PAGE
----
James headed to the seaside on Friday night for a sold out show with Orca 22 orchestra and Manchester Inspirational Voices Gospel Choir. With Tim suffering with a cold a few adjustments had to be made, but these became happy accidents that gave new life and takes on some of the songs they'd been playing on the tour. A rich mix of hit singles and more obscure selections from their forty year back catalogue delighted an attentive audience that also sought to participate where possible.
It's a little later start than usual as the audience take their time finding their seats and there's a few latecomers as the orchestra take their seats and start to play as the choir and all but one of James take to the stage. Tim appears lit up on the balcony, joking later that the sight lines were a bit shit for this as half the stalls couldn't see him, but it's taking the gig to those who might feel isolated in the circle. He rests his foot on the balcony surveying the crowd below him and his band mates and the orchestra and choir on stage. They have to take the song round a few more cycles as he makes his way back to stage through the myriad of corridors backstage before emerging, bouncing and dancing over the final bars.
Dream Thrum and Dust Motes take the pace down a little and demand attention and the Blackpool audience mostly respond with the required respect and listening. Saul's violin coupled with the orchestra strings and the lift the choir give the chorus take centre stage on the former, whilst the latter allows us to hear the emotion in Tim's voice, heightened by the strain that the cold has put on it which give the words an added intensity, whether intentional or not.
Tim explains that Beautiful Beaches is about how he moved to America for fourteen years to experience the native culture and landscapes of California and how the last couple of years saw wildfires that meant every couple of weeks they were living with bags packed ready to flee. And then he wrote a jaunty pop song about it. The song finishes with Andrea, the lead violinist and Ellie from the choir down the front centre, haunting strings duelling with rich evocative vocals as the stage is bathed in orange and white light. The way the orchestra and choir have increasingly been given centre stage as this tour has progressed is one of the real highlights.
She's A Star is another example. To lessen the strain on Tim's voice, the choir and Chloe sing the chorus, but out of adversity often comes genuine beauty and it's the case here as the nine voices give the song a huge lift. The beauty of the released version is surpassed by this version. The Shining has been a surprise hit during the tour and again tonight it feels like it's been written for just this type of occasion. Seven has a false start as Dave tries to get his sticks and Joe laughs. As the song soars Tim comes forward to the edge of the stage and dances with a woman in the front row.
There's then a really emotional moment as Debbie steps forward to the microphone to tell us that her Dad passed away the night before after a long struggle with cancer. She tells us that there being so much joy in the room will help her celebrate him and that they're going to play her favourite song. We're Going To Miss You is another song that feels like this was exactly the moment it was written for, particularly when the instruments drop out and the song's chorus line is sung by Tim, the choir and half the band a cappella.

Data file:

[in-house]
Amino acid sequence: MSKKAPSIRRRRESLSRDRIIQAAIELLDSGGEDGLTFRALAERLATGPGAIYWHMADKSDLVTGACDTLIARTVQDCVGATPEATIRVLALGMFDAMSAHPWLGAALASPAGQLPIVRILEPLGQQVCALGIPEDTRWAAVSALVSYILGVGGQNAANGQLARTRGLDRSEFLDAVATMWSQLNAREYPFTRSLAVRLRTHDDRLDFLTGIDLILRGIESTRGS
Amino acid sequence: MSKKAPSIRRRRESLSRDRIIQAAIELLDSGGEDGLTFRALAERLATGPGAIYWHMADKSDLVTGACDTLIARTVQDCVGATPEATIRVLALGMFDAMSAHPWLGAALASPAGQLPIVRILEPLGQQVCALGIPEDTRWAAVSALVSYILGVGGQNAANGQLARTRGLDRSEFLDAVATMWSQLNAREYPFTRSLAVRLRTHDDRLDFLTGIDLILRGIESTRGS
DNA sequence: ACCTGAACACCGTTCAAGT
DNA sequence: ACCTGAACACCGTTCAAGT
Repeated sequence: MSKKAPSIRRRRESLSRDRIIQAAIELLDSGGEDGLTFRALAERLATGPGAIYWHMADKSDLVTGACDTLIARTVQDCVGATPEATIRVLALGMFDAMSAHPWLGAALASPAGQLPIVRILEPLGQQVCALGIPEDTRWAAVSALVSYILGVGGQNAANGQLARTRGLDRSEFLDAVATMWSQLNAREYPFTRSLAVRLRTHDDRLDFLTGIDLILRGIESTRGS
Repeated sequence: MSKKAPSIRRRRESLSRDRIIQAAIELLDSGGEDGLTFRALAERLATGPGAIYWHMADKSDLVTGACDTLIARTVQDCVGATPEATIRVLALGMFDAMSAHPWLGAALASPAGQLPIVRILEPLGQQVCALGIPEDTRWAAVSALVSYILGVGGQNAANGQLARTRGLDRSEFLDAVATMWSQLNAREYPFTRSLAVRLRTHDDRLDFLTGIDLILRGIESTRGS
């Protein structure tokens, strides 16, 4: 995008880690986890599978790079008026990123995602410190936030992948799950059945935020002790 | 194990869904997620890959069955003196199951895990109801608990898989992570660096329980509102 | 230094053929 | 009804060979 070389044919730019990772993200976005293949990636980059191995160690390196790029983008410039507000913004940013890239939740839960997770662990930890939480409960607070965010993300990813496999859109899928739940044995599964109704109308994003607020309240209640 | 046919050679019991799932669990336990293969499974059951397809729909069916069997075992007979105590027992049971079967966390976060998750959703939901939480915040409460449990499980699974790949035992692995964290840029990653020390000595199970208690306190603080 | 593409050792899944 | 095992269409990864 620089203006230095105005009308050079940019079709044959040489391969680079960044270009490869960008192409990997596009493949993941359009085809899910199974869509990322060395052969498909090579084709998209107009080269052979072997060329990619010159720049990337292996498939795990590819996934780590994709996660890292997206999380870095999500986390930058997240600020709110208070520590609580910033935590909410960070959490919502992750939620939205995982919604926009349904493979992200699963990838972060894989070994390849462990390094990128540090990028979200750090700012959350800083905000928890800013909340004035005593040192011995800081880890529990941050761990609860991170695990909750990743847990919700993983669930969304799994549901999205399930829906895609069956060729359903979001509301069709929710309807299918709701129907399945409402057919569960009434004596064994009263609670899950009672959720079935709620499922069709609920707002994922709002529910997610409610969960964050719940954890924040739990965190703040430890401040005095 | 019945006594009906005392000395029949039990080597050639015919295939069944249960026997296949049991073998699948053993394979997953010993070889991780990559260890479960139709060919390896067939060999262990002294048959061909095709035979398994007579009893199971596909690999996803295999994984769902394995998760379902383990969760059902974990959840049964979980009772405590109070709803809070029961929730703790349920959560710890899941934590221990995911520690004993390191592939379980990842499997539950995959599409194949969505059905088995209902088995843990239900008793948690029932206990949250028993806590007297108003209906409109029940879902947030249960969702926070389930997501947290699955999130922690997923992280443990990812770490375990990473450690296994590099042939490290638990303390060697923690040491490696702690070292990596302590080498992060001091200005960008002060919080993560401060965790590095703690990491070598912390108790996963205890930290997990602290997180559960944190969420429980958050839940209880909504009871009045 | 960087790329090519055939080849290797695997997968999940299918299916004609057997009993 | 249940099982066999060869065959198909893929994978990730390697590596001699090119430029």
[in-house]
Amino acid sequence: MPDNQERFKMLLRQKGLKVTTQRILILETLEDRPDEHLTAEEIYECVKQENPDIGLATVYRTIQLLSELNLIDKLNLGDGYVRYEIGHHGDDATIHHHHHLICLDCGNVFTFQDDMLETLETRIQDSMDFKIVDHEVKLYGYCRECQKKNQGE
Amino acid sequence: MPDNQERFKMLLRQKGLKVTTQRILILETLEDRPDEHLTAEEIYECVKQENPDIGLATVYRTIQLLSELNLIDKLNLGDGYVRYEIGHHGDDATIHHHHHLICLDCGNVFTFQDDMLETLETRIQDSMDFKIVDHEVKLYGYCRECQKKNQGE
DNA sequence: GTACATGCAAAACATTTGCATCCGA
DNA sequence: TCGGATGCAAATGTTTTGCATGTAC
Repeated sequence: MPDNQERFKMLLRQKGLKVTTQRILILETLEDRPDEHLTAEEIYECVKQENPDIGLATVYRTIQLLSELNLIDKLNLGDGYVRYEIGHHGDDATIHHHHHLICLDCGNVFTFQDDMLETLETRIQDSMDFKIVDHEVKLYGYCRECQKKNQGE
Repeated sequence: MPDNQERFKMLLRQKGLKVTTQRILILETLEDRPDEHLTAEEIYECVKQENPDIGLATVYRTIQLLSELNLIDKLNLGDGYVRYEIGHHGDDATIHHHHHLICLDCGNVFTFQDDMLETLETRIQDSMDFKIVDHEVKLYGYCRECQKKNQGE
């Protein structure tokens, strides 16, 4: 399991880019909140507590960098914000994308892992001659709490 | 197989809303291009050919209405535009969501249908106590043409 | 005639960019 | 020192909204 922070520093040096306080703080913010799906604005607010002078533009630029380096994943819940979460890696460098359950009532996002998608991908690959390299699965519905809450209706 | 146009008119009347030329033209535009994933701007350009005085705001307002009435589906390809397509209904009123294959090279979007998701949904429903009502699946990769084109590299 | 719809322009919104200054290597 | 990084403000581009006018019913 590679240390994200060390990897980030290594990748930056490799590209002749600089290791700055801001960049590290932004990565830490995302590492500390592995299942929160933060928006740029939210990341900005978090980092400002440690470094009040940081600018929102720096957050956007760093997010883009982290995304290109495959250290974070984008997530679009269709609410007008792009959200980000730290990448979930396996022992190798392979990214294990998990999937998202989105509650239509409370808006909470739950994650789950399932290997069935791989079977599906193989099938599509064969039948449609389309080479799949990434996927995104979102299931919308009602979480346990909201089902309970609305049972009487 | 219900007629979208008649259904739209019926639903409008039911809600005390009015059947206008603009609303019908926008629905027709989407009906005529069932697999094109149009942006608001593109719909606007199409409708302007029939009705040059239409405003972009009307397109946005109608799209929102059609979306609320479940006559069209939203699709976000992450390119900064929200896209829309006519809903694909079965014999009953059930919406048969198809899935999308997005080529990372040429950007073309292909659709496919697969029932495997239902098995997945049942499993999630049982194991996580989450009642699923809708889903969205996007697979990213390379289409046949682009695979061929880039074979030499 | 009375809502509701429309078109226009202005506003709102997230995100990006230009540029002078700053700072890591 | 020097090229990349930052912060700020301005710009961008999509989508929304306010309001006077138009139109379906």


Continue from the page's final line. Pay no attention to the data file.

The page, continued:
The first half of the set finishes with three singles. Born Of Frustration is tweaked as well to reduce the strain on Tim's voice, but rather than detract from the song, it creates a new trick of magic that we haven't experienced previously on the tour as the choir play an even bigger role. The crowd stand, Andy drops his crutches and plays trumpet at the front and Tim crouches down to soak in the moment before handing Andy his crutches back.
Say Something starts with some gorgeous harp and flute high in the mix, the celebratory chorus that the audience sing back, albeit at a volume that's respectful enough not to drown out those on stage whilst standing up. Tim loses himself dancing in the music. All the choir come down to the front for the final song of the first half - Nothing But Love. Andy dances with his crutches as the chorus soars in a celebration that sends the audience into the interval buzzing.
The orchestra return first after the interval followed by Tim who looks behind him and tells us it's embarrassing that he's on his own because everyone was right behind him. He picks up the baton and starts to direct the orchestra, playfully telling an errant trombone to "watch it" before telling us that conducting is "fucking easy" just as Joe comes back onto stage. Joe ignores the pretend insult and takes back control of Bolero dropping into Sit Down. The audience find their voice for the first time in the second half, other than the lyric change to the original 1989 version in the second verse which amuses a few older fans around us, whilst Tim sits down on the monitor soaking in the simple beauty of the connection this song makes.
He then tells us that we can get our phones out for new song Love Make A Fool, a song that has flourished on this tour as James songs often do as they continue to explore new possibilities for them post recording them at a point in time. The choir and orchestra participation in the clapping before they join in their prescribed roles shows just how united the three entities have become over the course of this tour.
Tim tells us that as it's their fortieth anniversary they've moved backwards and forwards through their back catalogue and that because the tickets were sold so quickly they assume that people are familiar with the whole of it. There's a subtle but touching moment where Tim places his hand briefly on the head of Jim's bass when he sings the line "shifted up one fret". There's lots of these little acts of appreciation between members of the band and with the orchestra and choir that really make this feel like special tonight.